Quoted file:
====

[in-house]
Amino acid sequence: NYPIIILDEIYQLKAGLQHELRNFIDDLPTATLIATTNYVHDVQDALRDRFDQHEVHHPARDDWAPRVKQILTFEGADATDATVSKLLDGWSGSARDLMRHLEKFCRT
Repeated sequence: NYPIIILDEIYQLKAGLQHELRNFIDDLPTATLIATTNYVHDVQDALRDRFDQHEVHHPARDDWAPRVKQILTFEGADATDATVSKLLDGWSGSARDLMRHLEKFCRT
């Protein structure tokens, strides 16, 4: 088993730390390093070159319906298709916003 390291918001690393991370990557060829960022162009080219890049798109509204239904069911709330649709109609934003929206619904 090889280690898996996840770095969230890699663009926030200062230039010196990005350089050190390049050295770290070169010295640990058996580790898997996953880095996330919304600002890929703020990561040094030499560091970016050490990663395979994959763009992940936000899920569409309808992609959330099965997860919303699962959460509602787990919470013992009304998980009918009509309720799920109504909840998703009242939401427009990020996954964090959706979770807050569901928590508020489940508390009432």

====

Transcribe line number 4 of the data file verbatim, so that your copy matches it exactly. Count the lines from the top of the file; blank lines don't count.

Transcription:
């Protein structure tokens, strides 16, 4: 088993730390390093070159319906298709916003 390291918001690393991370990557060829960022162009080219890049798109509204239904069911709330649709109609934003929206619904 090889280690898996996840770095969230890699663009926030200062230039010196990005350089050190390049050295770290070169010295640990058996580790898997996953880095996330919304600002890929703020990561040094030499560091970016050490990663395979994959763009992940936000899920569409309808992609959330099965997860919303699962959460509602787990919470013992009304998980009918009509309720799920109504909840998703009242939401427009990020996954964090959706979770807050569901928590508020489940508390009432």